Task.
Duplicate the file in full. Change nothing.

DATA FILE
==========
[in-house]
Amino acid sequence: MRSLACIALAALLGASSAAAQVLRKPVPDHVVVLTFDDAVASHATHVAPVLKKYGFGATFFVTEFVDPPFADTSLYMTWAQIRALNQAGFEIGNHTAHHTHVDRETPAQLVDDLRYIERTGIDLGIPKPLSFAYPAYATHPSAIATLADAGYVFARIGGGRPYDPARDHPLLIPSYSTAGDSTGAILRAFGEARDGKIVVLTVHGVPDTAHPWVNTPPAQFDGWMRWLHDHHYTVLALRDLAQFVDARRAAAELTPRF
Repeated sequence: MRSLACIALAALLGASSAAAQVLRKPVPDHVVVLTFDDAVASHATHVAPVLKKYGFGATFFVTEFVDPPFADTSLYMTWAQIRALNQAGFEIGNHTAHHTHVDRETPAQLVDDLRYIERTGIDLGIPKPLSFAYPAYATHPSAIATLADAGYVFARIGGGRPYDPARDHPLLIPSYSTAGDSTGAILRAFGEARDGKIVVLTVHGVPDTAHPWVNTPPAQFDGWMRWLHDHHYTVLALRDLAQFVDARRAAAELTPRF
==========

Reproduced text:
[in-house]
Amino acid sequence: MRSLACIALAALLGASSAAAQVLRKPVPDHVVVLTFDDAVASHATHVAPVLKKYGFGATFFVTEFVDPPFADTSLYMTWAQIRALNQAGFEIGNHTAHHTHVDRETPAQLVDDLRYIERTGIDLGIPKPLSFAYPAYATHPSAIATLADAGYVFARIGGGRPYDPARDHPLLIPSYSTAGDSTGAILRAFGEARDGKIVVLTVHGVPDTAHPWVNTPPAQFDGWMRWLHDHHYTVLALRDLAQFVDARRAAAELTPRF
Repeated sequence: MRSLACIALAALLGASSAAAQVLRKPVPDHVVVLTFDDAVASHATHVAPVLKKYGFGATFFVTEFVDPPFADTSLYMTWAQIRALNQAGFEIGNHTAHHTHVDRETPAQLVDDLRYIERTGIDLGIPKPLSFAYPAYATHPSAIATLADAGYVFARIGGGRPYDPARDHPLLIPSYSTAGDSTGAILRAFGEARDGKIVVLTVHGVPDTAHPWVNTPPAQFDGWMRWLHDHHYTVLALRDLAQFVDARRAAAELTPRF